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Telecom Alert—DoT Requests Hold on 5.9 GHz Proceeding; FCC Ruling on Duplicative ROW Fees; 2.5 GHz Tribal Priority Window; Cities Vote to Expand Broadband Options; Form 477 Data—Vol. XVII, Issue 46

DoT Requests Hold on 5.9 GHz Band Proceeding

Last week, the National Telecommunications and Information Administration (NTIA) submitted a letter to the FCC from the U.S. Department of Transportation’s general counsel (DoT) asking the Commission to pause its 5.9 GHz band proceeding (Vol. XVII, Issue 43) and reengage with the DoT and other stakeholders before moving forward.  In its letter, the DoT emphasized that the FCC’s reallocation is unworkable and undermines innovation in transportation safety, it undervalues the safety benefits of the band and underestimates the cost and disruption that will result, and that the FCC has chosen unproven technology (cellular vehicle-to-everything technology).  The Commission will consider its proposal at its Open Meeting on November 18.  

FCC Issues Ruling Preempting Duplicative ROW Fees

Last week, the FCC’s Wireline Competition Bureau issued a Declaratory Ruling preempting rights-of-way (“ROW”) fee requirements imposed by three Missouri cities.  The Ruling was issued in response to a Petition for preemption filed by Bluebird Network alleging that the duplicative nature of the ROW fees creates a barrier to entry in violation of Section 253 of the Telecommunications Act (47 U.S.C § 253).  Bluebird asserted that the cities’ ordinances required both the entity that owned the telecommunications facilities located within the ROW, such as dark fiber, and the entity that utilized those facilities to provide services, to pay ROW fees.  The FCC’s Ruling preempts the cities’ ordinances to the extent they allow the cities to effectively double charge for the same use of the public rights-of-way by the same facilities. The FCC made clear that the Ruling is expressly limited to the “unique” facts of the case.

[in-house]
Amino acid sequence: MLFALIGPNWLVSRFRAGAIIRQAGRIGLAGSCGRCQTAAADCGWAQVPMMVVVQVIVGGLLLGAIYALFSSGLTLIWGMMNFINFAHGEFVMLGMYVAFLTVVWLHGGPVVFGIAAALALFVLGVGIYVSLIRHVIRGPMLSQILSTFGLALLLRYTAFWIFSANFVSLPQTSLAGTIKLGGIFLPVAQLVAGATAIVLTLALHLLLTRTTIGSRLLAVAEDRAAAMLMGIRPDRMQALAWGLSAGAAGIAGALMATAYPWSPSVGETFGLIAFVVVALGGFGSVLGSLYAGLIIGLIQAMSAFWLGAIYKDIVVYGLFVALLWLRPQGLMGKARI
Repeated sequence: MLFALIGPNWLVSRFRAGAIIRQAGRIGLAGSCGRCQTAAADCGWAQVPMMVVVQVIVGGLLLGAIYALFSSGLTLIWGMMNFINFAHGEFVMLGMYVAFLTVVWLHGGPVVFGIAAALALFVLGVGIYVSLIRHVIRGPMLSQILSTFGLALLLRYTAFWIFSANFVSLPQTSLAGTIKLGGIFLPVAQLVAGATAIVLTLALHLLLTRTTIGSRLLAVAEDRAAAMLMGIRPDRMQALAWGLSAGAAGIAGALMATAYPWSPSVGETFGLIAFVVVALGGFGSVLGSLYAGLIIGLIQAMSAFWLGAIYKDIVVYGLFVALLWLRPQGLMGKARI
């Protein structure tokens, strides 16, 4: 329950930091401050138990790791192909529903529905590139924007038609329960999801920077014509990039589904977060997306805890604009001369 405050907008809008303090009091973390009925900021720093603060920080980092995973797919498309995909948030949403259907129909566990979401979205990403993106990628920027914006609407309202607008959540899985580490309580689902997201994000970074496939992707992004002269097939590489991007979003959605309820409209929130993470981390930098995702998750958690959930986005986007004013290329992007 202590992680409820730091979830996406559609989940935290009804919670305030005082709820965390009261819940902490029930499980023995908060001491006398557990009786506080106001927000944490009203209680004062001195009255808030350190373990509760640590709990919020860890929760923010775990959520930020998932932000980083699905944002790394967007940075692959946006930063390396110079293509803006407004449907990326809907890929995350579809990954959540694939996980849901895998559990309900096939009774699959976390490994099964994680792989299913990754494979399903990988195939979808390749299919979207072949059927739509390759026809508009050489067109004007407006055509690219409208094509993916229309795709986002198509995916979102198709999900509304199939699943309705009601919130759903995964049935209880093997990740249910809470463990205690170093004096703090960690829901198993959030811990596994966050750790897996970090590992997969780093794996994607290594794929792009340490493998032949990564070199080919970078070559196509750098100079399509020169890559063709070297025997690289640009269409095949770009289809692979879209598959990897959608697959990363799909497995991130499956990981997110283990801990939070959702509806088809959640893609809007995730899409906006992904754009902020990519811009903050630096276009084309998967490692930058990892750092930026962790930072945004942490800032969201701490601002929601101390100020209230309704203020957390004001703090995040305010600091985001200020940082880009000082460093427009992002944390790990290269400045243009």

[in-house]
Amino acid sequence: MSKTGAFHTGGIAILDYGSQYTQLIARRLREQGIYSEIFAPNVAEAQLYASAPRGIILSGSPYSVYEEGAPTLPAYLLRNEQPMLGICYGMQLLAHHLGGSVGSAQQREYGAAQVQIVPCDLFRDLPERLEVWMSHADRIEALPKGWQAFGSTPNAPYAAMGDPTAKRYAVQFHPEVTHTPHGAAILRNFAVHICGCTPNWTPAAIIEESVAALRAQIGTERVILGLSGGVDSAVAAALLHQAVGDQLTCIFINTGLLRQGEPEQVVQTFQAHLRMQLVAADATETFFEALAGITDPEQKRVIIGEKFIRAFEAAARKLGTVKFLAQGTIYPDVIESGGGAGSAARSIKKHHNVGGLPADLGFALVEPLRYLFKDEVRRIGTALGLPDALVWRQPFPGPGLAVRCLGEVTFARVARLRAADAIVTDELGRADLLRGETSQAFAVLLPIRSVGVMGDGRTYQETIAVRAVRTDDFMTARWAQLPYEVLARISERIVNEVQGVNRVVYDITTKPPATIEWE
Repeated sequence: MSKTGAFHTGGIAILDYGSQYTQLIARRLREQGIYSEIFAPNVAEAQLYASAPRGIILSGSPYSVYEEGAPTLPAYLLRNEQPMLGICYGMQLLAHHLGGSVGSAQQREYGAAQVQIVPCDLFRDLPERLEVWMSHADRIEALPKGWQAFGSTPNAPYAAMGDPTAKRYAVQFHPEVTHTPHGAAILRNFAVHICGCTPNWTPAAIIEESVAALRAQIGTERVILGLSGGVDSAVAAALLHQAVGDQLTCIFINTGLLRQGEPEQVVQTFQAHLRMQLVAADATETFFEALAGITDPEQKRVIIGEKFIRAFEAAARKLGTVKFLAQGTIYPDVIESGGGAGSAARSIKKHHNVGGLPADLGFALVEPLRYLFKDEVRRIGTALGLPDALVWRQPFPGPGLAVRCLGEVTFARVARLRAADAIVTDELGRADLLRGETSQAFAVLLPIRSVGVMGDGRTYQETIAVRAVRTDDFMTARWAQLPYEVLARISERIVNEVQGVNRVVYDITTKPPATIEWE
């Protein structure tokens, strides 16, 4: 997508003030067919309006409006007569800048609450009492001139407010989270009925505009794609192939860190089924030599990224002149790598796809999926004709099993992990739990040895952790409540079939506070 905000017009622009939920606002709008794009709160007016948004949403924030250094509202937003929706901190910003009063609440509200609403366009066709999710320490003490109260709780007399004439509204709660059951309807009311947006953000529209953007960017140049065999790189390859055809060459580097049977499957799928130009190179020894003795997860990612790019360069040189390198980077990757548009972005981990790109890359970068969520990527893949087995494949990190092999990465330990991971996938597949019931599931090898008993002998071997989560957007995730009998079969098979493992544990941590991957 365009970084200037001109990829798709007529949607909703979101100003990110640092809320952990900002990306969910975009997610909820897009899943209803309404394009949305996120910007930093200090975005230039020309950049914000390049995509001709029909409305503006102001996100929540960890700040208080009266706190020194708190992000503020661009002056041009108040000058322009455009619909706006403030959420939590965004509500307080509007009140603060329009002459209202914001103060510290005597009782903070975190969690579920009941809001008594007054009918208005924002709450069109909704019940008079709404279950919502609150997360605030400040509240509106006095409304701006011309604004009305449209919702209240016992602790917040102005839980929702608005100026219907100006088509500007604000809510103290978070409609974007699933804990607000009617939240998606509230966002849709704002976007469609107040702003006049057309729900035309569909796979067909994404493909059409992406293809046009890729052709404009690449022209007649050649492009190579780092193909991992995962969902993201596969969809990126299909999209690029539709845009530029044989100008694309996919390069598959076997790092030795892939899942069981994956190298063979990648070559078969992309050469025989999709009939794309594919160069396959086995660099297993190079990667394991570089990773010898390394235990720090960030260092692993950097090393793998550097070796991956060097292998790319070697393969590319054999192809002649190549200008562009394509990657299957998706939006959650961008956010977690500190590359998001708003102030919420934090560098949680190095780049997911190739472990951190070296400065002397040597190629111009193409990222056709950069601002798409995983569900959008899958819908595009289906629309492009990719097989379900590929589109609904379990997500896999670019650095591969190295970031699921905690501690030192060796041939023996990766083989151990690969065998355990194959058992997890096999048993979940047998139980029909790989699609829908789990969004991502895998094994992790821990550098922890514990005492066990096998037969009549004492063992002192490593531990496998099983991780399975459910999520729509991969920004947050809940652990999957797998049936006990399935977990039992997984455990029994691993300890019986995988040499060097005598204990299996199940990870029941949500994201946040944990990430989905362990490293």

2.5 GHz Tribal Priority Window Applications

The FCC issued a Public Notice last week announcing that 57 more applications were accepted for filing as part of the Rural Tribal Priority Window for licenses of unassigned spectrum in the 2.5 GHz band (Vol. XVII, Issue 36).  If accepted for final approval, these Tribal applicants will receive licenses for exclusive use of up to 117.5 megahertz of 2.5 GHz spectrum to assist with serving their communities with broadband and other wireless services, including 5G.  Petitions to deny the applications must be filed by December 10, 2020, oppositions to petitions to deny must be filed by December 21, 2020, and replies to oppositions must be filed by December 29, 2020.  Last month, the Commission granted 154 Tribal licenses through this first-of-its-kind Rural Tribal Priority Window. 

Chicago, Denver Vote to Expand Broadband Options

Earlier this month, voters in Chicago and Denver voted to approve moving forward with exploring ways to expand broadband access in their respective cities.  In Chicago, nearly 90% of ballots cast voted yes to a non-binding referendum question asking if the city should ensure that all of its community areas have access to broadband internet.  In Denver, over 80% of voters cast ballots in favor of allowing the city to opt out of SB 152.  That state law prevents municipalities from building and managing their own broadband networks.  Since 2005, when SB 152 was first enacted, 140 communities have opted out.  

FCC Releases Form 477 Data on Broadband Deployment